“Obviously part of the point is to show that stronger economic growth would make the deficit outlook look better, but it also shows that even if the economy were operating at full potential, which we’re a long way away from, we’d still have a structural deficit. It’s still a substantial problem; it’s going to take tough choices beyond economic growth to solve the problem.”
Given that real GDP is expected to grow by 3.8 percent during the 2011 calendar year, the projected 4 percent deficit for FY 2012 should be troubling since it indicates that our debt as a share of GDP isn't getting any smaller. With the numerator, or debt, roughly increasing by 4 percent (in the absence of cyclical effects) and the denominator, or GDP, in debt-to-GDP calculations growing by 3.8 percent, we can see that debt would have continued on an upward path this year even if the economy were operating at full potential. This should serve as another wake-up call for lawmakers to enact a fiscal plan.
These findings underscore the need for a fiscal plan to be phased-in gradually in order to give the economy time to recover. In fact, one of the best ways to buy more time for the recovery is a "Go Big" approach to debt reduction, which could allow more upfront fiscal space for the economic recovery while giving markets confidence about our medium and long-term projections. The letter to Congressman Van Hollen also underscores the need for a "Go Big" approach to deficit reduction in order to tackle the largest structural contributors to yearly deficits--namely, entitlement programs and a tax code in dire need of reforms.
CRFB president Maya MacGuineas was a guest last night on PBS' Nightly Business Report, where she commented on the Super Committee and the need for them to Go Big on deficit reduction. She talked about the difficulty of the task before the Committee, yet says that even if they succeed in finding the $1.5 trillion in savings they have been tasked with, it won't be enough.
Click here to see the video on PBS.org, or watch below (MacGuineas' commentary starts right around the 23 minute mark).
Earlier today, the Committee for Economic Development (CED) released a set of six standards that they believe the Super Committee must follow in order to succeed. CED, a business-led public policy group based in Washington, stated in its press release that the standards were developed by the CED Subcommittee on Fiscal Health and "have the strong endorsement of the two CED Co-Chairmen, Donald K. Peterson, former Chairman and Chief Executive Officer of Avaya Inc., and Roger W. Ferguson Jr., former Federal Reserve Board Vice Chairman." Several other business leaders also endorsed the statement.
The six standards are:
- The Committee must reduce the deficit by far more than $1.2 trillion minimum required by the Budget Control Act, at least $4 trillion in total savings will be required to stabilize the debt.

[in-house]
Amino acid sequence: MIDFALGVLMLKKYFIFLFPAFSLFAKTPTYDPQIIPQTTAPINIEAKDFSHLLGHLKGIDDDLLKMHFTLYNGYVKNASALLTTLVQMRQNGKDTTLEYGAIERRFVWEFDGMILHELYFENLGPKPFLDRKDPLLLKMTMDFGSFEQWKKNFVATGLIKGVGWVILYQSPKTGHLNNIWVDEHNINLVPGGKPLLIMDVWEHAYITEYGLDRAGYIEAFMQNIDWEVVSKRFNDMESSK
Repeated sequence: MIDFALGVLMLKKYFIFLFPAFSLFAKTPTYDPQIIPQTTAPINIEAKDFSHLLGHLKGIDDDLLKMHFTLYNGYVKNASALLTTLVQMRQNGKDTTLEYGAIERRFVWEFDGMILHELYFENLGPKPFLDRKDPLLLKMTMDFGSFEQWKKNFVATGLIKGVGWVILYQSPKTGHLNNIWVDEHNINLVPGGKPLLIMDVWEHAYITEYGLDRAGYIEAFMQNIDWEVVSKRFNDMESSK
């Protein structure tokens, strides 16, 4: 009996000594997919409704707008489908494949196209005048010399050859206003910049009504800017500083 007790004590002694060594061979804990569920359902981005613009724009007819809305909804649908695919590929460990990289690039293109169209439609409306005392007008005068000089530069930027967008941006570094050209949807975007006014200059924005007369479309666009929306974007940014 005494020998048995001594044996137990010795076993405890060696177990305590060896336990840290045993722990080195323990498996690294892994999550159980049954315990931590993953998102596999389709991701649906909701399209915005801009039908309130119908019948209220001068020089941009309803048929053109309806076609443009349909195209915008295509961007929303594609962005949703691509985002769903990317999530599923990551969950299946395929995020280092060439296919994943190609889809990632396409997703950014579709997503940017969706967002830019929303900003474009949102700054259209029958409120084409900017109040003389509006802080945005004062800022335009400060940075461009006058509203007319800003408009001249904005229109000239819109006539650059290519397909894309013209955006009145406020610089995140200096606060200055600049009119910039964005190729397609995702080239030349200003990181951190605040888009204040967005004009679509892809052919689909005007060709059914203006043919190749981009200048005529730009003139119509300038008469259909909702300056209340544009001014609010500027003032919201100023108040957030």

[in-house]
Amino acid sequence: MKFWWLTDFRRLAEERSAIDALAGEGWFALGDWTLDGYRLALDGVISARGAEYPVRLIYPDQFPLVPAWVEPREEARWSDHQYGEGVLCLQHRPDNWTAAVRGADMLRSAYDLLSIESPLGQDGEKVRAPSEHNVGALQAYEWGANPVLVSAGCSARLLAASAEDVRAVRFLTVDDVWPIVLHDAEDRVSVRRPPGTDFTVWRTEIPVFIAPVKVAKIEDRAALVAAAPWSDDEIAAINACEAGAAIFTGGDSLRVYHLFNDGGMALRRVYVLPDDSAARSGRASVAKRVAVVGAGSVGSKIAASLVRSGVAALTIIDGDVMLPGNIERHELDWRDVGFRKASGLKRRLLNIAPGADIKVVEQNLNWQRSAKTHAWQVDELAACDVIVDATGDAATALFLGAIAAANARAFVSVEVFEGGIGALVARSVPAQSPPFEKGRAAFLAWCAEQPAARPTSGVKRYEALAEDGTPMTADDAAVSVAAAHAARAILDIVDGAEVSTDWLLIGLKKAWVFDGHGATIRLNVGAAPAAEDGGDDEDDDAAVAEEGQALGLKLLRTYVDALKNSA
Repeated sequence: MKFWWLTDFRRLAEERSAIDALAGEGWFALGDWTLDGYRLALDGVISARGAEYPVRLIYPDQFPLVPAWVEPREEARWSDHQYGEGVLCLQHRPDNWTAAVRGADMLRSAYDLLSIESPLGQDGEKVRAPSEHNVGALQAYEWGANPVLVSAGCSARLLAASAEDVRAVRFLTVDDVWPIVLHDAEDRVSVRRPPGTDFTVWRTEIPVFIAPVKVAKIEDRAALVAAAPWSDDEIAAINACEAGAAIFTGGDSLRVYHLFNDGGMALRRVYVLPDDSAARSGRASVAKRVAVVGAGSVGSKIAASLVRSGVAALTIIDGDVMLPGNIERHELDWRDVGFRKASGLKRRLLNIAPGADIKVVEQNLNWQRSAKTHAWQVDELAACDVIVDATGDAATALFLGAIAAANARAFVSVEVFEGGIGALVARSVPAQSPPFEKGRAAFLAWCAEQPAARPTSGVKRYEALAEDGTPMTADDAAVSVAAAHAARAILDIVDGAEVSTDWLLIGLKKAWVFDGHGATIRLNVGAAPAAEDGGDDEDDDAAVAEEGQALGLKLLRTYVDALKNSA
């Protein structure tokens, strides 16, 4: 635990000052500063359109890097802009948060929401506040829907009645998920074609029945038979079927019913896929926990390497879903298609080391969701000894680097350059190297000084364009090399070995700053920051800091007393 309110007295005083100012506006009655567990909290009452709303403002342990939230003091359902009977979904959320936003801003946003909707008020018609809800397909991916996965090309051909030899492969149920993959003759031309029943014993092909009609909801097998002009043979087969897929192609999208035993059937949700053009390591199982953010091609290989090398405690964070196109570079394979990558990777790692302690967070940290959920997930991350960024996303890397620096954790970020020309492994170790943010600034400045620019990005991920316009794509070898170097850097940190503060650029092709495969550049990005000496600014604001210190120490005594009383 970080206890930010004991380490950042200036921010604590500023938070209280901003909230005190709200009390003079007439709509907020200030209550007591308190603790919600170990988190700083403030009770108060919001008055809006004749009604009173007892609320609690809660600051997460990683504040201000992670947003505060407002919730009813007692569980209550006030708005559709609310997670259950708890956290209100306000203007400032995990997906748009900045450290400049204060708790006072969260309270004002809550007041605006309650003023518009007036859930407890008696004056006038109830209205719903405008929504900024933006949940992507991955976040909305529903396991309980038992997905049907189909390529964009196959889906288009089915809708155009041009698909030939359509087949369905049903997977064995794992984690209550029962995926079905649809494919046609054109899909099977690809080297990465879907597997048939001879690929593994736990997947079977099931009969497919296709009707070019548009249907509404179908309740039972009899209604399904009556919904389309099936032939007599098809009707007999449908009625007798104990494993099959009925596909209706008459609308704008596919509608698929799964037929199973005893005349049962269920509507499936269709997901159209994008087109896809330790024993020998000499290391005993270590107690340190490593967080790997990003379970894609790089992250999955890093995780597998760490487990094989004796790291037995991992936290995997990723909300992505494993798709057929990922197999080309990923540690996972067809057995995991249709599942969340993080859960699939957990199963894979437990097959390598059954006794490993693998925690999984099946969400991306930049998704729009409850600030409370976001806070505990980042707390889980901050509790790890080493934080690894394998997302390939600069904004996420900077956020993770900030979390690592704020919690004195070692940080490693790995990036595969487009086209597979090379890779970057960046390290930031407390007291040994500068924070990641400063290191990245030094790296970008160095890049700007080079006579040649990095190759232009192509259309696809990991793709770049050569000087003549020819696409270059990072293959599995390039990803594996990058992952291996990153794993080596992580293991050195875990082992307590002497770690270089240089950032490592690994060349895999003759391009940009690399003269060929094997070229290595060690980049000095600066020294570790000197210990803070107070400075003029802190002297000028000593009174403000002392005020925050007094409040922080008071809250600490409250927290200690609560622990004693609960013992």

- Medicare and Social Security must be on the table and be made sustainable for the long term.
- The agreement must include additional tax revenues and fundamental tax reform.
- The Committee must achieve substantial savings from non-Medicare, non-Social Security spending, including defense and domestic programs.
- The Committee must provide a boost to the struggling U.S. economy, but the effort must be simple and clean.
- The Committee must put together a deficit reduction program with genuine bi-partisan commitment that will withstand political challenge now and in the future.
CED also stated that it would be releasing more specific recommendations on how the these standards can be adhered to in the coming weeks, and that they would be engaged with members of the Committee as well as the voting public in an effort to support the Super Committee's work. Bowman Cutter, co-chair of CED's Fiscal Health Subcommittee and former OMB deputy director, was quoted in the release saying:
The business community understands that it cannot exempt itself from the political and financial pain that deficit reduction may cause. We cannot ask others to bear the necessary burden of reducing the deficit unless the spending programs and tax provisions important to business are put under the same microscope.
We are thrilled to see CED adding its support to the growing call for the Super Committee to GO BIG on deficit reduction, and we applaud them for releasing this set of standards and taking such an active role in supporting the important work of the Super Committee. These six standards would serve as an excellent framework to help the Committee reach agreement on a comprehensive, bipartisan fiscal plan that stabilizes and reduces our debt and puts the U.S. back on a sustainable fiscal path. CED concludes their statement with the following:
Members of the business community understand the threat that a renewed debt crisis would pose to our customers, our employees, and our shareholders alike. All Americans are in this together. Members of Congress who refuse to negotiate in the name of party principle, however sincerely held, will find cold comfort if they cause a financial panic for the “right” reasons.
It is time for our elected leaders to lead, and to find common ground for the national interest that they have sworn to protect.
Click here to read CED's full statement, Six Standards for the Joint Select Committee.
Click here to read CED's press release.